New Generation K-Pop Groups
Every old K-Pop fan knows that it was BTS that paved the way for K-Pop to succeed in the international scene. They also made it a point to make their music look cool and not be called “cheap.” However, to be honest, I’m not a huge BTS fan. While I can attest to their charm, hard work, commitment [to their craft], which fans really find endearing, one thing that doesn’t sell me to the idea of being involved in their fandom is the music they make. I used to like their first few albums, especially the song Just One Day, but their most recent releases have been very confusing to me. I asked a friend about this, and he told me that the reason for this is that their music complies with the new era of pop, which I really can’t appreciate.
While I cannot understand many of the new K-pop hits, there’s one girl group that I am really a big fan of because of their music, and that is Red Velvet. Although this group is well-groomed by Sm Entertainment, one of the top 3 music agencies in South Korea, they are different from their peers. Their producers marketed them as the same old cute and sexy girl-group, but with soul and R&B sensibilities, which older millennials like me appreciate.
What makes a person a sexier? That’s when he can sing (with his voice and mouth), and more so when he can do something with his hands! Yummy! By playing their own songs and musical instruments, this K-pop group stands out. This is not a new formula, as older K-pop groups FT Island and Cnblue did this too. But what makes Day6 appeal to girls and younger audiences more? Well, aside from the fact that they debuted in the era when K-pop wasn’t a stigma anymore, their members are dressed to look like the hip and cool dancing idols.
Indie and experimental muse Grimes surprised us when she collaborated with K-Pop group Loona, but it is already no secret to her fans that she considers K-pop as one of the influences on her music. On the other hand, even before Loona X Grimes happened, Loona’s music is already considered quirky and experimental despite their cuteness.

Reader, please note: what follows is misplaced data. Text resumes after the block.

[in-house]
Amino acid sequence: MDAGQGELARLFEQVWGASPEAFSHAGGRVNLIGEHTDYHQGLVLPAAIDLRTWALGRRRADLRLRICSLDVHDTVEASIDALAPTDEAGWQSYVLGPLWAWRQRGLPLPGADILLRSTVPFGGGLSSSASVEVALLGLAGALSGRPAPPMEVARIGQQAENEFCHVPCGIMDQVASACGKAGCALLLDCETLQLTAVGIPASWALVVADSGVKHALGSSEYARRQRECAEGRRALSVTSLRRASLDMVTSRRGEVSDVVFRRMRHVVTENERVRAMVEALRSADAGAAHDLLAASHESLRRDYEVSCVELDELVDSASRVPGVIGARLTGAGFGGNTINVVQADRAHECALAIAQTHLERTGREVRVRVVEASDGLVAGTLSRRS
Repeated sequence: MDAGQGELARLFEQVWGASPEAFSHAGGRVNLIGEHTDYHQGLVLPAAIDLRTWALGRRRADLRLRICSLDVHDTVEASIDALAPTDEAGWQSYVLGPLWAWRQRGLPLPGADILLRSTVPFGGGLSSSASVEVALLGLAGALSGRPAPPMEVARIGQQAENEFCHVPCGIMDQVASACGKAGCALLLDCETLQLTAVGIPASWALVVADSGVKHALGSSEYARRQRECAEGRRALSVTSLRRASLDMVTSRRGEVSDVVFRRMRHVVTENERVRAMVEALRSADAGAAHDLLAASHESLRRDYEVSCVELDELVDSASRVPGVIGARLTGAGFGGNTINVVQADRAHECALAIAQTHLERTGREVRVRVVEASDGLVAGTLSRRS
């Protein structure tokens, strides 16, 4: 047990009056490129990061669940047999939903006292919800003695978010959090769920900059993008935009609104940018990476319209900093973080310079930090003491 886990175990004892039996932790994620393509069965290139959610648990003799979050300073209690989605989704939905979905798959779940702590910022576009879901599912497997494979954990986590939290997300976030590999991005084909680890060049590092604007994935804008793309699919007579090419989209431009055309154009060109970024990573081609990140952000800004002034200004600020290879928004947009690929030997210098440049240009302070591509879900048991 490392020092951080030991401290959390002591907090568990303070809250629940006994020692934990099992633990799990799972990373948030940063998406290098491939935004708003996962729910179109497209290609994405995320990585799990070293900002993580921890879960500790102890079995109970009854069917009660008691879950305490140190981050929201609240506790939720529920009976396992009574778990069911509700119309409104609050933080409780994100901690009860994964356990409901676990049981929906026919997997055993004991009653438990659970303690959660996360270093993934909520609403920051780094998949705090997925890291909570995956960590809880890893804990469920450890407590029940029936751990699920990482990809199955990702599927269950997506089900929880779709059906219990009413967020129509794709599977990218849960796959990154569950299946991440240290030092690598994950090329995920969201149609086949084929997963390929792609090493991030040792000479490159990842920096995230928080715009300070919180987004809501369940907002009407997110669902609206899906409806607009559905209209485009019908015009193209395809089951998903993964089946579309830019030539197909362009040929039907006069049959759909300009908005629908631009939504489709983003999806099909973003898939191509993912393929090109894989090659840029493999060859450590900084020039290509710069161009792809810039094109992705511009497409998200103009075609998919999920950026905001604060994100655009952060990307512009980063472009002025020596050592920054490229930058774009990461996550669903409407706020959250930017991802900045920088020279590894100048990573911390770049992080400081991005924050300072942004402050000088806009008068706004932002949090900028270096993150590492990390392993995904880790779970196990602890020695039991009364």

What makes iKON my type is not because they look outright cool and “bad” guys, but that they write and produce their own songs, which are actually really good. You should check them out if you haven’t yet.
Blackpink, another girl group that’s very striking not because they’re the only girl group under YG, but because their music is deprived of the usual sweet, bubblegum popish, and ballad-y kind. Aside from that, they are the very first K-pop group to have performed in Coachella. Now beat the coolness out of that!
K-Pop Idols and Designer Brands
It isn’t only intelligent organizations that acknowledge these K-pop idols, but Designer brands as well. So for those of you who are still unconvinced that K-pop is cool, then check out these idols who have been invited to last year’s Paris Fashion Week, wearing designer brands.
Now, let me summarize the reasons why K-Pop cool and not “cheap” at all:
1. Most of the new K-Pop groups adhere to the New Pop, Contemporary R&B, and Soul, which are all considered as “cool” and “hip” genres.
2. Recent K-Pop songs are very timely and even tackle mental health effectively.
3. K-pop is already widely acknowledged by intelligent news and entertainment outlets like Time, Variety, Vulture, Rolling Stone, etc.
4. Experimental, rock and contemporary artists that we look up to, like Grimes, My Chemical Romance’s Gerard Way, Lorde, and even Lady Gaga love K-Pop!
5. K-Pop idols get endorsements, sponsorships and invites to International Fashion Weeks by big Designer brands
6. K-Pop is now also widely acknowledged by international music events like Coachella.
7. K-pop idols actually look and act really hip and cool, like your favorite international hip hop, rock, and pop artists.
8. K-pop artists and songs receive billions of streams on Spotify, and according to their data, K-Pop’s dominance is unstoppable.
Their flamboyance in nature is what makes these K-Pop stars tick, but the main factor is the hard work and dedication behind every group. And that’s what makes the K-Pop industry stand out from other countries. There’s no denying of Korean culture’s distribution and impact in our world today. So by now, I believe that you agree with me, K-Pop is so cool!
Art by Jim Morada